The Bare Bones Guide to Twitter

Technology is constantly changing, but it has funny ways of repeating itself. Some fifteen years ago, my brother Kevin created a small site called the Bare Bones Guide to HTML, to help non-technical people create web pages. This was before Google, Dreamweaver, Movable Type, Wordpress and hundreds of other tools that made working with the web more intuitive. The little site was translated by volunteers into more than 20 languages and became the basis for one of those "For Dummies" books. Today, centuries later in Internet time, people still visit the Bare Bones Guide, even though it hasn't been updated in years and most websites are created without ever seeing the HTML code.

The culture of twittering now stands in a similar stage of development to web authoring in 1996. Some people are really good at it, many doubt it will stick, others think it's too frenetic to grasp. Using Twitter is nowhere near as technical as HTML coding, but the social rules are more complex. The nuances can easily befuddle unfamiliar users.

In the last few weeks a number of friends have decided to jump in and have asked about Twitter etiquette, so I asked my brother Kevin to redux his old role and help me produce a Bare Bones Guide to Twitter.

The Bare Bones Guide to Twitter

1) Twitter is a giant conversation. No matter how much you listen, though, you won't hear everything relevant to you. No matter how much you talk, you won't reach everyone that wants to hear you. Facebook is for your friends; Twitter is for your friends and anyone else who might be interested in what you have to say.

2) Set up a SHORT Twitter handle. Kevin is @kwerb. I'm @adamwerbach. His handle is five characters long and mine is 11. Every character matters. The key to getting retweeted is being short and memorable. Retweeting -- when someone sends your message to their followers -- is the key to building readership. So create a short handle, because you can't change it easily.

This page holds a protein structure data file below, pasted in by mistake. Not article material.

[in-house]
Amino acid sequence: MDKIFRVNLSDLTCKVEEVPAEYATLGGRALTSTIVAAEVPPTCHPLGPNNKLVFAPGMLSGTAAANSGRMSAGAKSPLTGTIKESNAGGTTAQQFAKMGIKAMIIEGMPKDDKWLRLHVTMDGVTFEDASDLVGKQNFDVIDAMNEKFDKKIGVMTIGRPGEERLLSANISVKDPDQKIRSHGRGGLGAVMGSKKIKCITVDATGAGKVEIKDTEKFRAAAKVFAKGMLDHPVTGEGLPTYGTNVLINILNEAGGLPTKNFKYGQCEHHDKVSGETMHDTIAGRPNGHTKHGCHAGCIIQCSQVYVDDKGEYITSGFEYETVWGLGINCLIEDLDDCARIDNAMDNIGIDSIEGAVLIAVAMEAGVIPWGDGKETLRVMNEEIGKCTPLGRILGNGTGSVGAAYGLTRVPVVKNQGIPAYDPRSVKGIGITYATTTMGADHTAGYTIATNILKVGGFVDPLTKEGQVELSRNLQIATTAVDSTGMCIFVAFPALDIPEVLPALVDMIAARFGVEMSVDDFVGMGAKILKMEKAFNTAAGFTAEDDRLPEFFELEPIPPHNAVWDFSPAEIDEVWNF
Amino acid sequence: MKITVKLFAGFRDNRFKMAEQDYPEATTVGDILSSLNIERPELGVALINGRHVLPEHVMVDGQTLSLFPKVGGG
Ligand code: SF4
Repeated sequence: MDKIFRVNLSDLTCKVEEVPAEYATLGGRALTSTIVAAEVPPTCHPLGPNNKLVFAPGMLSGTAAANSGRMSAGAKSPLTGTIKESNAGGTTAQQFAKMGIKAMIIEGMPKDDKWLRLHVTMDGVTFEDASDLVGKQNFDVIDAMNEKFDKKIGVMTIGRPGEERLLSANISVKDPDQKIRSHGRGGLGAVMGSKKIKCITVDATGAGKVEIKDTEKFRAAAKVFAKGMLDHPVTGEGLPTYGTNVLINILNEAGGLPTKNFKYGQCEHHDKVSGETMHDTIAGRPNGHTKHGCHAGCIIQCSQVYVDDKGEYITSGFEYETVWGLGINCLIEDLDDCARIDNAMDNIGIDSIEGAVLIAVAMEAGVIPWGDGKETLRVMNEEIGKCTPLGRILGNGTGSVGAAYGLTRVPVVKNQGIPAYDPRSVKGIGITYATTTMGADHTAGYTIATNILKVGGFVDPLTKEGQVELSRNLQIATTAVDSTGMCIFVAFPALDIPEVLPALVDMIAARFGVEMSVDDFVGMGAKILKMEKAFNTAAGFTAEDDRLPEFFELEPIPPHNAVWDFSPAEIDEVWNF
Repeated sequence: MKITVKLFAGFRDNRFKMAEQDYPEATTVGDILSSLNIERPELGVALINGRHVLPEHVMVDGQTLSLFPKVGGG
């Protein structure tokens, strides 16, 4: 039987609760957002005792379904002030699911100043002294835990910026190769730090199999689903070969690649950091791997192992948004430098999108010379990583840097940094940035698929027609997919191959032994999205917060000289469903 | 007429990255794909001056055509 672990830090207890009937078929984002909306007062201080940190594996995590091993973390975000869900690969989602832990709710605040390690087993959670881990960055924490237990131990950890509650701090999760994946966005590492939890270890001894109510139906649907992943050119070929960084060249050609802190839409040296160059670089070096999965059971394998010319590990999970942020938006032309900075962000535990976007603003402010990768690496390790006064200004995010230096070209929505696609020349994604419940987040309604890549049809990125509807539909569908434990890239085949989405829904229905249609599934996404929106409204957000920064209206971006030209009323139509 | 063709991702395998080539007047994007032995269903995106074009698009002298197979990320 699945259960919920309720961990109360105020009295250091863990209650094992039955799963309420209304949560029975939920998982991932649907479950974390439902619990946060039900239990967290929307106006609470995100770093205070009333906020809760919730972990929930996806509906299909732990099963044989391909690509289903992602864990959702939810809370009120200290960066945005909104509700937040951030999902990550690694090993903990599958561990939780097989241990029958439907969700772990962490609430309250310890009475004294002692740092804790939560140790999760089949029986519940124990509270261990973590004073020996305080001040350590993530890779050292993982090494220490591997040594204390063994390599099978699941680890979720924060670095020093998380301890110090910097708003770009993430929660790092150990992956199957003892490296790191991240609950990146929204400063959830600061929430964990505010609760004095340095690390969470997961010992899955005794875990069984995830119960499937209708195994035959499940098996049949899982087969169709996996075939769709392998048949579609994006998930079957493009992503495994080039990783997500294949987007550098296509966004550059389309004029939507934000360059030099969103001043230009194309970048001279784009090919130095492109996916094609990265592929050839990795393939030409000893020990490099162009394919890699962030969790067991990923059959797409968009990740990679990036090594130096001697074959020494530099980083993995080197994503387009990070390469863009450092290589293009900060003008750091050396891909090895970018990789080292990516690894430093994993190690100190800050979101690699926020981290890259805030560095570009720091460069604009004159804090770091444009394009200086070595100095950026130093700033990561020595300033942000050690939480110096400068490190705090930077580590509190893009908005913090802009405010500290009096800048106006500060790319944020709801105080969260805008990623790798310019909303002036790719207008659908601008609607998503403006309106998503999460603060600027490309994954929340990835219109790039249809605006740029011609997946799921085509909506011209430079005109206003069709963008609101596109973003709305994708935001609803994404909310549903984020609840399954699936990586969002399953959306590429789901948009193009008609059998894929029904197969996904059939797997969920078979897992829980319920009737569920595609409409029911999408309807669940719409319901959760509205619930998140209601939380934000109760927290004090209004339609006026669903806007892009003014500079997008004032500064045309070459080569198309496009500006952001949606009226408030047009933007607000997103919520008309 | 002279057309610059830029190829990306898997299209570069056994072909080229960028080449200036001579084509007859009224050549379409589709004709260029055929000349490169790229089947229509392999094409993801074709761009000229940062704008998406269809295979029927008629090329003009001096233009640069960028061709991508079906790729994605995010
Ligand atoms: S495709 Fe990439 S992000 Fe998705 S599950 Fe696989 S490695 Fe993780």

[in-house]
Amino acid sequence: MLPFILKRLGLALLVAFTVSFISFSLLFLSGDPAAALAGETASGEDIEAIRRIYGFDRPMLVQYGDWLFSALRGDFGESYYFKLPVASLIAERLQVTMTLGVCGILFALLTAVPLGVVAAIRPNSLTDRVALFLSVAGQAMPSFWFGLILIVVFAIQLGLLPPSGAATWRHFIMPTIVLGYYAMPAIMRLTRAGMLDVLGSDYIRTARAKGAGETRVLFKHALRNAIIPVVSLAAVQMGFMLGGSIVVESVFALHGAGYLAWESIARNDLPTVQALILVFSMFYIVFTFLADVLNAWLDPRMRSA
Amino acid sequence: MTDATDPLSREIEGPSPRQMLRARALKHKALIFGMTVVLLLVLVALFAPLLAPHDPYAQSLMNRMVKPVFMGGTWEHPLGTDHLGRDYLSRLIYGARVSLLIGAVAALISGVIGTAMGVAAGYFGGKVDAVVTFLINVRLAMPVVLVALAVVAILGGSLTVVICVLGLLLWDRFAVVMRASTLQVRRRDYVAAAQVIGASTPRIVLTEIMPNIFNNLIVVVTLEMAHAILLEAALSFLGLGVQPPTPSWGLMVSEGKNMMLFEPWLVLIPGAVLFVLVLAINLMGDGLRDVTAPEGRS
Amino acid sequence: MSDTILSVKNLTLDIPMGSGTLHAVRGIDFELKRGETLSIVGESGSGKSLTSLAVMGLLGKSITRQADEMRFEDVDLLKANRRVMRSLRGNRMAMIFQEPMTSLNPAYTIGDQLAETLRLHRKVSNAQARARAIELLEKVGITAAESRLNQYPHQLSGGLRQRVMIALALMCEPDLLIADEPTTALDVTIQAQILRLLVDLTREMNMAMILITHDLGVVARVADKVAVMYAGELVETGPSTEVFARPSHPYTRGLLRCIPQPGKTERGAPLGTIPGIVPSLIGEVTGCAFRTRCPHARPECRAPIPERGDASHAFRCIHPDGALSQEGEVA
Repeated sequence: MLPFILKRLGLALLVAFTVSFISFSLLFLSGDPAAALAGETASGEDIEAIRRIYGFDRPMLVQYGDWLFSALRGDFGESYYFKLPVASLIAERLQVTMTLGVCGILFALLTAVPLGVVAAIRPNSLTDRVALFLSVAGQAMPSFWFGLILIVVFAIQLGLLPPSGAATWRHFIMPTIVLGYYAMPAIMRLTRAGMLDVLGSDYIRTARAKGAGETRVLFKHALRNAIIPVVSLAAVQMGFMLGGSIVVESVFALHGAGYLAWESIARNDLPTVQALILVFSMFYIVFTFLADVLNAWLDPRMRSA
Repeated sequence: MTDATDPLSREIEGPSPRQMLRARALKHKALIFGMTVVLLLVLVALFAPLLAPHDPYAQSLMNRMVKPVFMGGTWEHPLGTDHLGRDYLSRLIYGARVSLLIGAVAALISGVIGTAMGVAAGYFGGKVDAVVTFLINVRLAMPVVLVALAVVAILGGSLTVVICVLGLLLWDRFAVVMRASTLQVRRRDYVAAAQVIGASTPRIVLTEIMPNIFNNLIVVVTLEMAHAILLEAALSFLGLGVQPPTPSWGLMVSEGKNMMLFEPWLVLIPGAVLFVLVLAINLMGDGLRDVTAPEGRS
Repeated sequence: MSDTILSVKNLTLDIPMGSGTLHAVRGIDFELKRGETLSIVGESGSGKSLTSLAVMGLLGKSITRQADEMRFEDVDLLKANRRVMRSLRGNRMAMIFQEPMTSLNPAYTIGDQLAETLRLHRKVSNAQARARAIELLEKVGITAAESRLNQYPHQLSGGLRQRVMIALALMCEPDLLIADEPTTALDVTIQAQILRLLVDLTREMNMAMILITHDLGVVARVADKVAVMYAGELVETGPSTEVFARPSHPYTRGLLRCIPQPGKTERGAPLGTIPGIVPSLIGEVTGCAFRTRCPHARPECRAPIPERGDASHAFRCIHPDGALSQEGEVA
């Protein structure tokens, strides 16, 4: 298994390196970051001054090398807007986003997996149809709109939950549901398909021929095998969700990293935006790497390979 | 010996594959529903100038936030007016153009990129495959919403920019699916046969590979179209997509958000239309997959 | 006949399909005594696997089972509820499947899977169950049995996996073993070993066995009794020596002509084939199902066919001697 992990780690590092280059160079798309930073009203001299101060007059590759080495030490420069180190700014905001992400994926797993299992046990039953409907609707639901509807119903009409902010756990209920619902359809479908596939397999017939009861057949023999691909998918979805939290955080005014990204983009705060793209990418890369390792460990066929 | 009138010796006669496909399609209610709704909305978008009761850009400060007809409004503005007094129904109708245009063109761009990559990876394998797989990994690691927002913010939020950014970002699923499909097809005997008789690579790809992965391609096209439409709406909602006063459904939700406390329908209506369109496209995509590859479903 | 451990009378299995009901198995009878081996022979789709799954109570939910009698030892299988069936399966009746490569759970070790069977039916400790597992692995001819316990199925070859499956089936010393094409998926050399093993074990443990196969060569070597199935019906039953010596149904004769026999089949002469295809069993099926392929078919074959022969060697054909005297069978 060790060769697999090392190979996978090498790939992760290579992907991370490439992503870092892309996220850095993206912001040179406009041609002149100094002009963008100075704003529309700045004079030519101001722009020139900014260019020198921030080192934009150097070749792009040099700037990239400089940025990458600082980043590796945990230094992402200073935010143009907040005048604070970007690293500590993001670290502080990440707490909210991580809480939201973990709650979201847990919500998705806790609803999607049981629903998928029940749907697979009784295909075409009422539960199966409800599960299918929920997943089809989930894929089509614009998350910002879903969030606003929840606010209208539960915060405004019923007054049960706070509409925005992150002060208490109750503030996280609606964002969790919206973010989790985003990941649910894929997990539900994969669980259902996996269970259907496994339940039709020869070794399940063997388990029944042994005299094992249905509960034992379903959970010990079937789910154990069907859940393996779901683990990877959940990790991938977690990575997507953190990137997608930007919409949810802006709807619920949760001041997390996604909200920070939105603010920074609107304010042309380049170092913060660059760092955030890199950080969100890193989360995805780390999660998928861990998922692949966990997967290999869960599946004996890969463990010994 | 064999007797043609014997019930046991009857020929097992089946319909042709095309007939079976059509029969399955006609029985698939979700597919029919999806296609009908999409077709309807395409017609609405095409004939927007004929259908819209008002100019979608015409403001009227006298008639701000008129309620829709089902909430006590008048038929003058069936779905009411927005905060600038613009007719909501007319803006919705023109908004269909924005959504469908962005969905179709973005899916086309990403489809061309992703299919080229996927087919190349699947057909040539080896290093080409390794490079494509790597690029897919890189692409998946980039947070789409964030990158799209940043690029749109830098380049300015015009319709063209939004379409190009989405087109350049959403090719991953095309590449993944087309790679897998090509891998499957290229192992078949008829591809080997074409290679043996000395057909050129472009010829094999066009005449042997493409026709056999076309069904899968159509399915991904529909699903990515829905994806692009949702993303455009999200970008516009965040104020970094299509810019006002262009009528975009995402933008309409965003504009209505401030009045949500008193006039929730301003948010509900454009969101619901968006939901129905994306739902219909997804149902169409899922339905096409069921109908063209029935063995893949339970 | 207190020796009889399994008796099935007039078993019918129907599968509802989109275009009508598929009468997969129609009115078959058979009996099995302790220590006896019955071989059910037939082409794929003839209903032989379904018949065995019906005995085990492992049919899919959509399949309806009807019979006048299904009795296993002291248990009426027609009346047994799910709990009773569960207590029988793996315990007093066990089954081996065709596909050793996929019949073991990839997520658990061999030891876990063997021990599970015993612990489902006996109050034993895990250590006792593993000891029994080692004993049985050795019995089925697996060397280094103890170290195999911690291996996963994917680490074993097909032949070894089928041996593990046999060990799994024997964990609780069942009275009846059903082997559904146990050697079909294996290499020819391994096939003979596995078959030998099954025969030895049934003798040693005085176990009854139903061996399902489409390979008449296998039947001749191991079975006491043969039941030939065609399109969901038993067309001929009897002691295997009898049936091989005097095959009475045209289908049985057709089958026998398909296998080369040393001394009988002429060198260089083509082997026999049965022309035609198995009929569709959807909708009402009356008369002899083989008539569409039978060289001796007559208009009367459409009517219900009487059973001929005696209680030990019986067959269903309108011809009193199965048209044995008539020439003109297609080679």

3) Use an application like TweetDeck (our choice), Hootsuite, Seesmic or a mobile client if you tweet from your phone. These applications provide more functionality than the Twitter homepage, although Twitter is getting better. Some applications integrate Twitter with Facebook, LinkedIn and other tools, so you can have a single "social dashboard."

4) Tweet often. Twitter provides a river of data, and your tweets will quickly flow off your followers' screens. Tweeting frequently will build you a bigger following. Adam recommends once per hour. Kevin thinks that's excessive, but notes that Adam was always the talkative one.

5) Tweet regularly. It helps you integrate tweeting into your regular workflow, and builds expectations among your followers. If you post 15 tweets in a day, but all in the same half hour, most of your followers won't ever see them. (And don't be like Kevin, who tweets intensively for periods, and then stops for weeks at a time.)

6) Share the love. You'll gain credibility by selectively retweeting interesting nuggets that your followers haven't seen. You can retweet with one click, or you can use "RT" to quote from and comment on what you're forwarding. Twitter thrives on information sharing; you need to give in order to get.  Always give credit when you retweet. You can also "reply" to tweets. Replies don't show up in your followers tweet streams.

7) Make your own voice heard. Retweeting is important, but ultimately you need to add something unique and personal to be heard above the din of the twitterverse. Be yourself; it's the role you're the best at playing. Do you have a strong opinion like business blogger @umairh? Are you a collector of interesting ephemera, like @brainpicker? Are you spreading the startup gospel like @stevecase? Are you reporting on technology trends like @timoreilly?

8) Leave enough room for retweets. Your Twitter messages can be up to 140 characters, and retweeters have the same limit. But to get your message retweeted multiple times, you need to make your tweets short so people can add their own commentary and your handle. For Adam, this means a maximum tweet of about 120 characters, leaving room for RT @adamwerbach.

Presented by

Adam Werbach is the co-founder of sharing startup Yerdle, formerly the chief sustainability officer for Saatchi & Saatchi and the president of the Sierra Club. He is the author of Strategy for Sustainability: A Business ManifestoHe lives in San Francisco and Bolinas, California.

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